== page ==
Pheasant.com Blog | Steps to Raising Hungarian Partridges—It’s Wo

Pheasant.com Blog

On March 3, 2016 in Mature Birds by spope

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The Hungarian partridge is also known as a gray partridge, an English partridge, or simply called a “Hun.” The Hun is a small bird with a short neck and tail and tends to be a little skittish, but quite beautiful. The juvenile Huns are a pale brown with some darker streaks. As the birds mature, they develop a dark reddish patch on the belly, a brown back and chest with chestnut coloring on the flanks, and a reddish coloring on the face and throat.

At MacFarlane Pheasants, we buy our Hungarian Partridge eggs from France and hatch them in our own hatchery. High-end hunt clubs purchase our mature Huns, and this coming year we plan to have 6 hatches of 7,500 chicks each, totaling 45,000 mature Hungarian partridges.

Our Huns are kept separated from our pheasants. They require lots of attention and detailed care because of their small size. A baby chick is only about the size of a quarter! Two employees are responsible for growing the birds to maturity, but more employees are needed to help with such things as cleaning dishes every day and providing fresh drinkers and feeders. Assistance is also required for cleaning out or setting up rooms and “bitting” the Huns when they are about 4 weeks old. Bitting is a process that keeps the young partridges from picking their feathers or skin.

Heidi Welch, an experienced Hungarian partridge raiser at MacFarlane Pheasants, pays close attention to what each hatch likes or doesn’t like to insure they are doing well. We follow this philosophy with all of our birds, because birds that are raised right grow up to be healthy birds! Heidi says she is constantly tweaking the Huns environment to provide the perfect conditions. Read on to learn about the rearing process:

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Days 1 to 18

  • We place new chicks on 28 tables (250–300 chicks per table) in our table room in the center of the barn. These tables are covered with wire mesh and plastic siding. We have an electric brooder over each table. We also place paper towel over the wire mesh because their tiny feet can fall through if we don’t take this extra precaution.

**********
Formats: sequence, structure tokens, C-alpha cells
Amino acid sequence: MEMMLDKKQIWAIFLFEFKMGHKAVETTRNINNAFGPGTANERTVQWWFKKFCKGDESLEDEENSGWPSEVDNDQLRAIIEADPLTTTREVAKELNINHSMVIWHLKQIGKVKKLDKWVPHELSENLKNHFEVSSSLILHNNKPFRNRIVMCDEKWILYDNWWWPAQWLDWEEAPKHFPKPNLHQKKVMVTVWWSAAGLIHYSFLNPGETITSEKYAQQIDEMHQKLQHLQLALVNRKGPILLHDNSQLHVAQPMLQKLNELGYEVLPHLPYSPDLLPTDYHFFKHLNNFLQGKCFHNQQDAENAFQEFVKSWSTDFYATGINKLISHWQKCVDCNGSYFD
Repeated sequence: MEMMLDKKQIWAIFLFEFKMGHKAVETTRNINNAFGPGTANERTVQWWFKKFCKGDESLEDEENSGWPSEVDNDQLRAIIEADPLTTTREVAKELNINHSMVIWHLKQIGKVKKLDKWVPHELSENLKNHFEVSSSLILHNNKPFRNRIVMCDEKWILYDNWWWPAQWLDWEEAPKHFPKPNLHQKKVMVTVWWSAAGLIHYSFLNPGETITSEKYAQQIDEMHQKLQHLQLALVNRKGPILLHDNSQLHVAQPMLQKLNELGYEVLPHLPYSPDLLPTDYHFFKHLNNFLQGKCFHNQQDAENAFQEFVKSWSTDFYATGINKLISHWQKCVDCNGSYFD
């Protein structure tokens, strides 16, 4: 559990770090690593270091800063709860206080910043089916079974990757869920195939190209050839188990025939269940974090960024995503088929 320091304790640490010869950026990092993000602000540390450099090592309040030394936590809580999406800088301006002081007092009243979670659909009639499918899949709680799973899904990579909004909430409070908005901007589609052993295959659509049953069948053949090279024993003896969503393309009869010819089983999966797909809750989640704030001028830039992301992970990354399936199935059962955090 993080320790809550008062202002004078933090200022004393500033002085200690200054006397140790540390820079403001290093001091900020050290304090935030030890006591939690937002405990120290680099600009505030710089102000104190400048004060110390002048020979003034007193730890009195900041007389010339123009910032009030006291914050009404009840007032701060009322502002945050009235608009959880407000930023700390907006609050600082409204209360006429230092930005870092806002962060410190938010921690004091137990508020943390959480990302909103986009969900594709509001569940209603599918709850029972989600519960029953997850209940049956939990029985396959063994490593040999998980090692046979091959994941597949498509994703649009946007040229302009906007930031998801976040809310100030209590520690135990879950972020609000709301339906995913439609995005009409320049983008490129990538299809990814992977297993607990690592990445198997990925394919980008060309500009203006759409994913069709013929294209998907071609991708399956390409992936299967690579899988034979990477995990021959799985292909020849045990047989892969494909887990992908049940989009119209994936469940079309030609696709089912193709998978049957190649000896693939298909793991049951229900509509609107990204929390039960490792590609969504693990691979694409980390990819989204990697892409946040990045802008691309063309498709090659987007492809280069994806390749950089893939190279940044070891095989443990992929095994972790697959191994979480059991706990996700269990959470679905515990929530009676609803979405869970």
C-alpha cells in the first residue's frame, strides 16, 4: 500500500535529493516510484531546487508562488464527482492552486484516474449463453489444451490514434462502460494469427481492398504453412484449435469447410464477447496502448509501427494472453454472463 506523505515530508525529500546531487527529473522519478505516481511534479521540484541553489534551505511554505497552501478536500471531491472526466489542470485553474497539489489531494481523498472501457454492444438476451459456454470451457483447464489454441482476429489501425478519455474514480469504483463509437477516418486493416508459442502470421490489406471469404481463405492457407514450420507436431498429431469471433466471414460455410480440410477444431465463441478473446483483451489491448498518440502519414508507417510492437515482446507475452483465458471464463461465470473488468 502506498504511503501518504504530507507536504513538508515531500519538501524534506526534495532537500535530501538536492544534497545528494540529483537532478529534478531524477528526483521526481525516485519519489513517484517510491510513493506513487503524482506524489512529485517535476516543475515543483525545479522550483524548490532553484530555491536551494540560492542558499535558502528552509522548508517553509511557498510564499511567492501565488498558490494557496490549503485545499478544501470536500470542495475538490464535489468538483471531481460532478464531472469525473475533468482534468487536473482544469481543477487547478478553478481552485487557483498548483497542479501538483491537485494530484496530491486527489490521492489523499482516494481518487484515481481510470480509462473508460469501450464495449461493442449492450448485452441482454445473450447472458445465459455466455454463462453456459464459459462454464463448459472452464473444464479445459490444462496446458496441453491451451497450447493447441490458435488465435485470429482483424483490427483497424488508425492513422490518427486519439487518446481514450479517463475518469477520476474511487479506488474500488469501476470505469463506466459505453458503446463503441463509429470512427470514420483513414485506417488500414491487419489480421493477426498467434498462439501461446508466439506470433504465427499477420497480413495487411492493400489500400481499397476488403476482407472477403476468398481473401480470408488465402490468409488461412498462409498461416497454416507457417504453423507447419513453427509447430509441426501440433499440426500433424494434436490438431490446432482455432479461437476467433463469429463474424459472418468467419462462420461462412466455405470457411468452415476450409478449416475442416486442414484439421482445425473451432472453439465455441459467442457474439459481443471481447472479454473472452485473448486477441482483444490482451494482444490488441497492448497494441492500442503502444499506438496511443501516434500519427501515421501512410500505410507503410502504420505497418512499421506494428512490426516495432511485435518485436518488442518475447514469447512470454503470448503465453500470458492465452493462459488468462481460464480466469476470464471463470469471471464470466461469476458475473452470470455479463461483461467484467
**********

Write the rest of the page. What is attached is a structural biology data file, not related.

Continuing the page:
• On day 3 we place 4–5 small feeders per table and 3–4 mason jar waterers. Each table‘s feeders are either orange or red. The feed is ground very fine, almost like powder. Feed is kept very fine for the first 12 days of life because it is critical to the viability of the chicks.
  • We begin a transition on day 3 by adding a 1 gallon waterer and removing one mason jar. The chicks grow rapidly; by day two they have doubled in size.
  •  On day 4 we remove a divider that is on the table and add a feed trough. We also now add another gallon drinker and remove another mason jar drinker.
  • Day 7 the chicks move to the A room. We move chicks off the tables and onto the floor in the A room. At this stage they are big enough to jump off the tables!
  • Drinkers are switched out every morning and topped off with water in the afternoon and during the night check.
  • We bring 15 feeders from the tables and make sure the red and orange feeders go with the same group of chicks so they are not stressed by the change.
  • We also place 5 feed troughs per section and place a medium feeder under the brooder light. We use 5 gallon waterers and 8 mini waterers. This year we tried nipple lines, using about 40–50 cups per section; they did so well that we are hoping to use them instead of mini drinkers in the future. Four mini drinkers come off one plasson with a rubber hose and a primer bulb.
  • On day 10 and 11, we remove 1 gallon waterer per section and about 5 small feeders per section, as they empty.
  • By day 12, we remove another gallon waterer per section, remove 5 small feeders per section, and add 1 medium feeder per section.
  • Feed is made slightly courser from days 12 to 18.
  • We remove one gallon waterer and add 1 medium feeder on day 13.
  • We remove the last gallon waterer, lower one plasson bell waterer per section that does not have the minis attached, and add 1 medium feeder on day 14.
  • On days 15 and 16, we begin removing 1 section of 4 minis per day, lower another plasson bell waterer, and add 1 medium feeder.
  • All plasson bell waterers are lowered and we now have 5 to 6 medium feeders and all gallon waterers. Then the dividers are removed on day 17.
  • On day 18, feed is no longer ground, and Huns eat a fine crumbled feed.

At 4 weeks of age the Huns are moved to the B room. We bring 10–12 medium feeders and stagger them near the large feeders. We don’t change anything after the move for 3 days, and then we start to remove 3–5 medium feeders. We move the Huns outside at about 6 weeks. Huns are mature at 20 weeks.

The challenges to raising the Hungarian partridges are related to feed, water, and transitioning. Even though everything else might appear to be perfect, we can still lose partridges if the feed is not ground perfectly. These tiny birds can also drown in the small lip of a waterer, so we must be very careful about the system we use. Transitioning the birds from room to room is our biggest challenge because it causes a high level of stress. It is extremely important to have a strong eye on any gaps or cracks in the room where the birds are moving. If they become stressed, the birds will squeeze into the gaps. Temperature control is also important because the chicks will pile up if it is too cold and smother each other.

Contact Heidi Welch, Partridge Manager, at h.welch@pheasant.com to learn more about our beautiful Hungarian partridges or schedule a farm tour to see them in person. We would love to visit with you and tell you more about their unique qualities.



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